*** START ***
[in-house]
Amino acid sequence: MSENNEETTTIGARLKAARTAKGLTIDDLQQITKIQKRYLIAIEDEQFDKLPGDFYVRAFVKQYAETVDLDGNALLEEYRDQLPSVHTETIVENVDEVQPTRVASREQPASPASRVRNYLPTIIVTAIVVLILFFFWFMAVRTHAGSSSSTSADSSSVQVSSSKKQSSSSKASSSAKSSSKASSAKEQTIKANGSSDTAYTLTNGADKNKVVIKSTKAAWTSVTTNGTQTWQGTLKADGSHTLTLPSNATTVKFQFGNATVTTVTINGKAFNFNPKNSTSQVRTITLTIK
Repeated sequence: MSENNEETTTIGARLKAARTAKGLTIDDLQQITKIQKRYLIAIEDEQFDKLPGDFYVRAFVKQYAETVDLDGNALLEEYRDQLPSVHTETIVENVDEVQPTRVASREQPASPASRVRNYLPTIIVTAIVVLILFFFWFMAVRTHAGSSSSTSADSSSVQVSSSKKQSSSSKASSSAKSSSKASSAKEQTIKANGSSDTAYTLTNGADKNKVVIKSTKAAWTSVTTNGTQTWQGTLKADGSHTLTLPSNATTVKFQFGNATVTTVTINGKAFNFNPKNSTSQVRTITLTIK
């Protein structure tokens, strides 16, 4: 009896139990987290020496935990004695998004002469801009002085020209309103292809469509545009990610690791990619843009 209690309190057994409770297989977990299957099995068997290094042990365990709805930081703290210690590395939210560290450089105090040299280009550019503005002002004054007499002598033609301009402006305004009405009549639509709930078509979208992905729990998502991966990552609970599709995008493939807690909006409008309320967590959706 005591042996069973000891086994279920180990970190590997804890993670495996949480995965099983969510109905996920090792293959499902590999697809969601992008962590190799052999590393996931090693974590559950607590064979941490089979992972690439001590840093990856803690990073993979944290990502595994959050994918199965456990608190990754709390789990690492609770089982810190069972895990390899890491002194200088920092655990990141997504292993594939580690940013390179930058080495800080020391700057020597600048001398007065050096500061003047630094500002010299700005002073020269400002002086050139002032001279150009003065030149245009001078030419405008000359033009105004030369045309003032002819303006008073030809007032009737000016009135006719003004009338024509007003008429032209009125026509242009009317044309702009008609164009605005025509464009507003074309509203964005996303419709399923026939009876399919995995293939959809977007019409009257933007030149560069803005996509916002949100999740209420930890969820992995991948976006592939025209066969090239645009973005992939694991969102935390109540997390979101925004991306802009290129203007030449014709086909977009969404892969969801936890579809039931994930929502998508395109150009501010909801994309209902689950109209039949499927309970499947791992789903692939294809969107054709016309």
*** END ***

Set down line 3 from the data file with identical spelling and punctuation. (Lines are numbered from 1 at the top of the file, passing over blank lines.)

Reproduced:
Repeated sequence: MSENNEETTTIGARLKAARTAKGLTIDDLQQITKIQKRYLIAIEDEQFDKLPGDFYVRAFVKQYAETVDLDGNALLEEYRDQLPSVHTETIVENVDEVQPTRVASREQPASPASRVRNYLPTIIVTAIVVLILFFFWFMAVRTHAGSSSSTSADSSSVQVSSSKKQSSSSKASSSAKSSSKASSAKEQTIKANGSSDTAYTLTNGADKNKVVIKSTKAAWTSVTTNGTQTWQGTLKADGSHTLTLPSNATTVKFQFGNATVTTVTINGKAFNFNPKNSTSQVRTITLTIK